Pushing Portland Cement Beyond The Norm Of Extreme High Temperature
- Dale Robert Doherty (BJ Services Company) | Andreas Brandl (BJ Services Company)
- Document ID
- Society of Petroleum Engineers
- IADC/SPE Asia Pacific Drilling Technology Conference and Exhibition, 1-3 November, Ho Chi Minh City, Vietnam
- Publication Date
- Document Type
- Conference Paper
- 2010. IADC/SPE Asia Pacific Drilling Technology Conference and Exhibition
- 2.2.3 Fluid Loss Control, 4.1.5 Processing Equipment, 1.6 Drilling Operations, 4.3.1 Hydrates, 4.1.2 Separation and Treating, 1.14.3 Cement Formulation (Chemistry, Properties), 5.9.2 Geothermal Resources, 1.14 Casing and Cementing
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For a recent project in Australia, Portland cement was modified to withstand contact with temperatures above 800 °C. This High Temperature (HT) cement system is applied to cement casing strings used as injection and production wells in a process known as Underground Coal Gasification (UCG). In its simplest form, this process involves drilling a production well and an injector well into an existing coal seam. Once drilling and cementing of the wells are complete the coal is ignited underground, and air and water are then introduced through an injector well. The air reforms with the combustion materials and forms a synthesis gas (syngas) containing carbon monoxide, hydrogen and methane (as a minor component), that moves under pressure through the coal seam to the production well, where it travels uphole to the downstream facility. Since coal typically resides at shallow depths, it was necessary to have cement that would set at relatively low bottomhole static temperatures of less than 39 °C and have the ability to withstand the extreme temperatures of the advancing combustion front, which can exceed 800 °C.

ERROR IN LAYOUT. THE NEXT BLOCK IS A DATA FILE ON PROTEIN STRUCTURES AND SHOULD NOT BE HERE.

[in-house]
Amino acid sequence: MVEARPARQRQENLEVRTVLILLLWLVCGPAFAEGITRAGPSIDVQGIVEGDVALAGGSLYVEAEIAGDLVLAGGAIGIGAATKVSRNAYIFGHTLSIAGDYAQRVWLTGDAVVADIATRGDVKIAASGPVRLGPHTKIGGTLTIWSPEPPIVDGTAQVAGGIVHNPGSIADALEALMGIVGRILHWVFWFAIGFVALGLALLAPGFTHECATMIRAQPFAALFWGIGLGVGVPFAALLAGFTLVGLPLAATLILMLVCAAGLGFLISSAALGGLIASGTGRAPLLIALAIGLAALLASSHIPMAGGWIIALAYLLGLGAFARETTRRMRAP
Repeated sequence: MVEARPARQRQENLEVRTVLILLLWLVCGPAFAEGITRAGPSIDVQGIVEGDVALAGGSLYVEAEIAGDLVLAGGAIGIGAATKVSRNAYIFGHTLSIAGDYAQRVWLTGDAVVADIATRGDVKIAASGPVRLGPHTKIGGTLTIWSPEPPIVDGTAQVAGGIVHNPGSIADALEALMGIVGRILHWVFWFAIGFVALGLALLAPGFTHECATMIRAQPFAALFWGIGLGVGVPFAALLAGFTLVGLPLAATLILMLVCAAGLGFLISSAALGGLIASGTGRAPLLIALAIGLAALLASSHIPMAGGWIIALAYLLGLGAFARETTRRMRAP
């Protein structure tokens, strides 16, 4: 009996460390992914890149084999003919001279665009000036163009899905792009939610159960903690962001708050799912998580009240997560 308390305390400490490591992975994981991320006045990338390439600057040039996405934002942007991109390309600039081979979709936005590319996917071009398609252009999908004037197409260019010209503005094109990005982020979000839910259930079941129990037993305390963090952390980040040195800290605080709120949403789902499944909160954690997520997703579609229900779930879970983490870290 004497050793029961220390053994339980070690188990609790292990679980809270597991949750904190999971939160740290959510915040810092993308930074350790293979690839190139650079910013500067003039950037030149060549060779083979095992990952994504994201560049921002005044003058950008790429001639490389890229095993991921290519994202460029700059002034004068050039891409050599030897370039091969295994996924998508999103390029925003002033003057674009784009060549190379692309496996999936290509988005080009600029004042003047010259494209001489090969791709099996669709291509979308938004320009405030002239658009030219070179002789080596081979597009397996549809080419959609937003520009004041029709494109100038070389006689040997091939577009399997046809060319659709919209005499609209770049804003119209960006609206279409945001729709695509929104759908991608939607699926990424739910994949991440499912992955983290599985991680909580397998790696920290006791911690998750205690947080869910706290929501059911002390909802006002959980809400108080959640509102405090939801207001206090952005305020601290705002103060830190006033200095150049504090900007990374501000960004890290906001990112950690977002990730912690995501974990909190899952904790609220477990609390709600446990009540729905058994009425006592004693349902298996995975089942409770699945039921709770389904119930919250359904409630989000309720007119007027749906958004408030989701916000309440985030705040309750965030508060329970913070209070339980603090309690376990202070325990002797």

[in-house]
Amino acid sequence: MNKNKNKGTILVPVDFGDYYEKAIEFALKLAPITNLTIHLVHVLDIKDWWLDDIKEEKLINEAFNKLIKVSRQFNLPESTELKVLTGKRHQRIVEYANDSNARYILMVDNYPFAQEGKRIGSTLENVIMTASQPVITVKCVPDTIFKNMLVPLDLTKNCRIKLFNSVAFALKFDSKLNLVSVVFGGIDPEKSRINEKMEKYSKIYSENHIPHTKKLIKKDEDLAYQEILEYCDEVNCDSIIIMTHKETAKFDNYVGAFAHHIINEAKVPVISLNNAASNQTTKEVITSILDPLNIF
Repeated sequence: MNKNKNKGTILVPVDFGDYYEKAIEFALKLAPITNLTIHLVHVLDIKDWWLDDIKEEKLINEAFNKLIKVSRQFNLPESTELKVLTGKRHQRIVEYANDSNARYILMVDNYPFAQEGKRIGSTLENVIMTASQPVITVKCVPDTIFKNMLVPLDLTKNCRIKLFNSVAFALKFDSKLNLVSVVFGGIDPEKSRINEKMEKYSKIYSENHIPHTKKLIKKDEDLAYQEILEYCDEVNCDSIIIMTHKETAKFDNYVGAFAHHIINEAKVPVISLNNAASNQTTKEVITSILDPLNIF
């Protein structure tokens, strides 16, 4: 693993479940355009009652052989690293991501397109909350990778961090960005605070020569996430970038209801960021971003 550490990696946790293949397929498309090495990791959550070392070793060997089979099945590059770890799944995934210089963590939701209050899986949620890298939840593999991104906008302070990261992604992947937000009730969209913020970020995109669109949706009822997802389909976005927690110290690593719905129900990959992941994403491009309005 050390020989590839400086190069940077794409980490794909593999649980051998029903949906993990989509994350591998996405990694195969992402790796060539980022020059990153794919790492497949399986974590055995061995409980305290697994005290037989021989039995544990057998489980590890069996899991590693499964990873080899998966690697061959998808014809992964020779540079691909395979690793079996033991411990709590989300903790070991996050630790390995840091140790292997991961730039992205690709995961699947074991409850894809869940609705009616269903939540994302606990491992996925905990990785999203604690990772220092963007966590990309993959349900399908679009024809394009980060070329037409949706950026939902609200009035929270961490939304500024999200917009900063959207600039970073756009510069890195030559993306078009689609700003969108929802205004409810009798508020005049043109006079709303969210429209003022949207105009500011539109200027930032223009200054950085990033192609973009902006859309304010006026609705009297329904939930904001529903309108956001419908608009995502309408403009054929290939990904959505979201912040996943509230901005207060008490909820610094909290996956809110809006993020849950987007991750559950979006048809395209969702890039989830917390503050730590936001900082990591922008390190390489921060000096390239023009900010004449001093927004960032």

Portland cement with a silica source has been used in geothermal wells in which production temperatures can reach 380 °C or more, but recent testing showed that it can completely disintegrate around 450 °C. The final HT cement system design easily tolerates the elevated dry temperatures at the combustion front and maintains compressive strength in normal API compressive strength (CS) tests at 350 - 450 °C. The slurry mixes and pumps in the field as one would expect any slurry properly prepared to do while following API methods. Fluid loss control was adjusted with common liquid additives. Since the welfare of our planet is dependent on our ability to develop more environmentally friendly alternatives, the UCG process may become the preferred method to extract the energy contained within coal. The new HT cement system design enables a cost-efficient, logistically simple cementing method/material for this application where none existed previously.
UCG is becoming a favored technique for extraction of the energy contained within a coal seam. This method has been in use for decades and provides a viable alternative to conventional mining by reducing the surface footprint, emissions and energy costs. An operator in Australia is utilizing this method to produce syngas to fuel power plants near the coal seams. One recent attempt, utilizing a Calcium Aluminate Phosphate (CaP) system to cement the casing strings in place, resulted in costly remedial work plus many hours of non-productive time (NPT). Although the CaP cement could withstand the temperatures generated by the combustion front and the high production temperatures, it is not ideally suited for everyday cementing operations. Common cementing additives used for Portland cement-based systems do not work for CaP cement, and contamination of CaP with Portland cement residues in a cementing unit can cause unpredictable setting times. Therefore CaP systems must be handled separately, which requires advanced planning. The expensive logistics and manufacturing, as well as the fact that CaP cements are not available everywhere, significantly increase their costs as compared with Portland cements. The attempt to cement the wells with the CaP resulted in failure of this material to set at the low static temperatures associated with these depths, causing a lack of zonal isolation. The consequence was gas communication with the surface.
Search for Alternative Material
Due to the CaP cement failure, the operator began looking for an alternative material to cement these wells. The new cement system needed to be able to set up at relatively low bottomhole static temperatures of less than 30 °C, then provide zonal isolation along the majority of the wellbore at average production temperatures of 350 °C. The ultimate goal would be for the cement sheath to maintain integrity at the combustion front, where temperatures can reach 1000 °C. Successful isolation at the combustion front would provide an insulating barrier so that catastrophic failure of the sheath would not cause a chain reaction and propagate up the cemented annulus.
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